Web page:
Effect of sex and strain on T helper cell subsets in the Peyer’s patches and spleen
Effect of sex and strain on innate immune populations in the Peyer’s patches and spleen
Dendritic cell subsets
Natural killer cells
In this study, we show clear sex differences in intestinal and peripheral immune populations. We used two different mouse strains, with different immunological backgrounds and susceptibility to dextran sodium sulfate (DSS)-induced colitis, to validate sex differences. We used the PP as a study site, since it is an important place for immune sampling of antigens from the gut lumen . As a reference for the peripheral immune system, we used the spleen. We focused on Th cell differentiation, DCs, and NK cells because these cells are involved in the maintenance of intestinal immune homeostasis. Just as was reported for systemic differences [3, 4], in general, we found that the innate immune arm (DCs, macrophages, and NK cells) of the PP was enhanced in males as compared with females, as measured by percentage of cells and activation status. The adaptive immune arm in the PP was also different between males and females, since males had a reduced percentage of T cells, while the percentage of Th1 cells within this population was increased. Strain differences were also found in the PP; BALB/c mice had more T cells, a higher Th/Tc ratio, less FoxP3+CD25- T cells, more DCs and macrophages, and more NK cells.
Male mice had a reduced percentage of T cells in their PP, although the percentage of Th1 cells within this population was increased. The decreased numbers of T cells in male mice may be due to the higher levels of testosterone, since this hormone may increase T cell apoptosis . Our result is in line with the finding of Giron-Gonzalez et al. (2000), who found an increased peripheral Th1/Th2 cell cytokine profile in men as compared with women . This gender difference may also be due to high levels of testosterone, since testosterone enhances Th1 responses . Despite the fact that both estrogens and testosterone are known to affect Treg cell numbers, we did not find differences in Treg cell numbers in PP between males and females. This appears to be tissue specific, since we did find increased numbers of Tregs in the spleen of male mice.
As the percentage of T cells, which can be influenced by antigen presenting cells, such as DCs and macrophages, were sex dependent, we hypothesized that we would also find sex dependent differences in DCs and macrophages. Indeed, males had an increased percentage of myeloid CD11b+ DCs in their PP as compared with females, which were also more mature (increased CD80 expression) . Myeloid DCs are localized in the subepithelial dome (SED) of the PP and were shown to have a particular capacity to produce IL-10 after stimulation and induce the differentiation of Th2 cells . However, these increased myeloid DCs in male mice were not associated with increased numbers of Th2 cells in our study during steady state conditions. In accordance with our finding of no sex differences in the Treg cell populations in the PP, we found no differences in the percentage of regulatory CD103+ DCs in the PP, which are able to induce the generation of Treg cells . We found a very low percentage of CD103+ dendritic cells in the spleen. Only within the lymphoid DC population, the percentage of CD103+ DCs was increased in males as compared with females. In case these CD103+ DCs have the same function in the spleen as in the PP, this could indicate that there is an increased potential for more Treg differentiation and a more tolerogenic environment in the spleens of males. This suggestion is in line with the higher percentage of Tregs that we found in the spleens of males than females.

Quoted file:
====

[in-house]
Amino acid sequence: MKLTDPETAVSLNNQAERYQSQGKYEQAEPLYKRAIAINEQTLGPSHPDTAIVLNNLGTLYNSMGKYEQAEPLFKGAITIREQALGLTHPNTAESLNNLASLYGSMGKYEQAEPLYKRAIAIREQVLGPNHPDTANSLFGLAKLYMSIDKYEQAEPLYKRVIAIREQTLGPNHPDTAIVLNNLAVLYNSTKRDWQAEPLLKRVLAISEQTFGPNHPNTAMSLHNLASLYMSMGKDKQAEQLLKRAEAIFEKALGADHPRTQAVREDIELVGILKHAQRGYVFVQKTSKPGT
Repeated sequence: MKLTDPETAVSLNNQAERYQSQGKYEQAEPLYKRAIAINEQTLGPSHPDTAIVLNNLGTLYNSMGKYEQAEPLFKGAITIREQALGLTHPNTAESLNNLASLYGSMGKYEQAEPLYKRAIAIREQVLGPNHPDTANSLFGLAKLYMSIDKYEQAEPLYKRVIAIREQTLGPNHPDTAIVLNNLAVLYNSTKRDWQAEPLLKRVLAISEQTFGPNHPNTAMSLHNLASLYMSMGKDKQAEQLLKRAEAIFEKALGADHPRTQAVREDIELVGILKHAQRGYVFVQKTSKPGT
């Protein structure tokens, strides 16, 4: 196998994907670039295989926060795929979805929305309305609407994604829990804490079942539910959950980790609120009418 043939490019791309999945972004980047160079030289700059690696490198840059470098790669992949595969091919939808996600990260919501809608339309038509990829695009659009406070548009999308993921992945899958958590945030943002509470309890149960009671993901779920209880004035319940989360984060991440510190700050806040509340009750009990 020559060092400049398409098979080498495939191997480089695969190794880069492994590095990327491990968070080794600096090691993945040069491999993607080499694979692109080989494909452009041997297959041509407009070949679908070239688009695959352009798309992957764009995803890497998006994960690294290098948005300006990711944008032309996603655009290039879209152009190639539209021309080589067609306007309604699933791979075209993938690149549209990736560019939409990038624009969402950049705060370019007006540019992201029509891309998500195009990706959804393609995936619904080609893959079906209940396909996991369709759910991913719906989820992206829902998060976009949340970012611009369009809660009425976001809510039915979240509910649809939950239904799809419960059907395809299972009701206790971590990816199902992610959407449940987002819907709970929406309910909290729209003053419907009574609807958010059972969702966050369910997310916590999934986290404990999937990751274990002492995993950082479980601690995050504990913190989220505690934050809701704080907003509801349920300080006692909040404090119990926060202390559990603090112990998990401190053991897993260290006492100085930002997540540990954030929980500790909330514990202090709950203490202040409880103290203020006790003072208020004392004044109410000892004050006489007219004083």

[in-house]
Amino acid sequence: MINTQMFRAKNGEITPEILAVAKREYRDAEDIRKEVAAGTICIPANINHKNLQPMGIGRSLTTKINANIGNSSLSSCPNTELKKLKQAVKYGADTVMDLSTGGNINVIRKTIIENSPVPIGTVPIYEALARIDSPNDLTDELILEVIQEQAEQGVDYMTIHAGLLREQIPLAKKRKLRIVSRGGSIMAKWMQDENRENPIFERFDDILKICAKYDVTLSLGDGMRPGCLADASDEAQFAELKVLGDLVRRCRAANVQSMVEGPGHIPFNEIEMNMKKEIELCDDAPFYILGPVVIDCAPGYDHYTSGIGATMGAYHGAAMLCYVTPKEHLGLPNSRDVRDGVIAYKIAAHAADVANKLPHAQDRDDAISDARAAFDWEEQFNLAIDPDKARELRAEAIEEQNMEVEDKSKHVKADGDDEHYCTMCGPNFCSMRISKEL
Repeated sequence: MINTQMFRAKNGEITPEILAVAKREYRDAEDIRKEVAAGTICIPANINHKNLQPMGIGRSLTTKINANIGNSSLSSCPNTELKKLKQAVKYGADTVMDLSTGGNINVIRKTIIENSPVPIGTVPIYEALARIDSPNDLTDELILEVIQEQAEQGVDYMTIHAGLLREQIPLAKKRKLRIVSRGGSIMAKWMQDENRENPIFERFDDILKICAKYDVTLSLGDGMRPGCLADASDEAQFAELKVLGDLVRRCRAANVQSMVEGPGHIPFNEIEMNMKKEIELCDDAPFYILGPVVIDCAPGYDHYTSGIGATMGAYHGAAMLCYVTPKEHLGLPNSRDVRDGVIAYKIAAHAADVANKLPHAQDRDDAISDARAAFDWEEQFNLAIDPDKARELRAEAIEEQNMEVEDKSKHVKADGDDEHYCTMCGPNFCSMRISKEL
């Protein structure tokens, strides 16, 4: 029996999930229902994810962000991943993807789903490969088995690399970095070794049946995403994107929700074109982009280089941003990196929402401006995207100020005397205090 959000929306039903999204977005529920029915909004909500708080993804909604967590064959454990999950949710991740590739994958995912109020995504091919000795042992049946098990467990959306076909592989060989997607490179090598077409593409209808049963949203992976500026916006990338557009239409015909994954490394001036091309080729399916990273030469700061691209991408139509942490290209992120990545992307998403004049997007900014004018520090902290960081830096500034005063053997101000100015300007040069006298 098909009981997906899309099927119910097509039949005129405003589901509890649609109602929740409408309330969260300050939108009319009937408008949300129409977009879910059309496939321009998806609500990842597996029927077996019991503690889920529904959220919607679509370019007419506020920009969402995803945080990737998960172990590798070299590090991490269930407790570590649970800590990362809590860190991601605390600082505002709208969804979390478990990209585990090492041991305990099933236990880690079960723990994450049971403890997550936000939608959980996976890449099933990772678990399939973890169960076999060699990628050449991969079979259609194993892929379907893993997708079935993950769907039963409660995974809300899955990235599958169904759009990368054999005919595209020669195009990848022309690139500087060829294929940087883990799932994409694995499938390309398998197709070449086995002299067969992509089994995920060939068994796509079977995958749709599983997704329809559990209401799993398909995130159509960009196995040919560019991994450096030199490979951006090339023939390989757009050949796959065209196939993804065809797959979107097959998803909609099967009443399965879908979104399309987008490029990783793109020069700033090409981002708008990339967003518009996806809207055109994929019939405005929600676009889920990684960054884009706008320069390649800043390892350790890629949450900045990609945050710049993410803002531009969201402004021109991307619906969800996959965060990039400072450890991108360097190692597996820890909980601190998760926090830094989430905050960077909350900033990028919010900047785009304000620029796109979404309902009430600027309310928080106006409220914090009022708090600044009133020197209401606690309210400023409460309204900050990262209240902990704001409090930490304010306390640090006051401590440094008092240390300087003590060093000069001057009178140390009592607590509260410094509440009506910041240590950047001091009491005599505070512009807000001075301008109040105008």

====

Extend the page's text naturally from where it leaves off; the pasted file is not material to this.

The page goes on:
NKp46+CD3- cells are also present in the PP and were found to be higher in males than in females. The lower percentage of NK cells in females has been suggested to be caused by increased levels of estrogen [26–28]. Most of these cells are probably conventional NK cells . These more conventional NK cells can secrete, e.g., IFN-ɣ , which is an important cytokine for the defense against viral and microbial infections. About 20 % of the NKp46+CD3- cells also expressed RORɣt. These cells are thought to be innate lymphoid cells from group three [14, 29, 31] and can produce IL-22 . IL-22 is important in producing antimicrobial products and may protect gut epithelial cells from injury . However, the percentage of these cells were not sex or strain dependent.
As we found sex differences in DCs and macrophages in the PP and spleen, we decided to study circulating monocyte populations as well, since they may be precursors of PP and splenic myeloid DCs and macrophages. Male mice had an increased percentage of total blood monocytes, which is in line with the findings that males have a stronger innate immune response. Mouse monocytes can be subdivided into classical, intermediate, and non-classical monocytes by using the marker Ly6C. Upon entrance in the circulation, monocytes start as classical monocytes with high levels of Ly6C. In the circulation, they maturate into non-classical monocytes, and the expression of Ly6C decreases [32, 33]. Classical monocytes can be recruited to the intestinal mucosa to develop into DCs and macrophages . Within the total monocyte population, we found a trend towards an increased percentage of classical monocytes in males. This may be related to increased numbers of (subpopulations) of DCs and macrophages in the PP and spleen. The increased numbers of classical monocytes in males may also be in line with the increased activation of the innate immune response in males, since it was found that the numbers of classical monocytes increase in inflammatory conditions and infections in mice .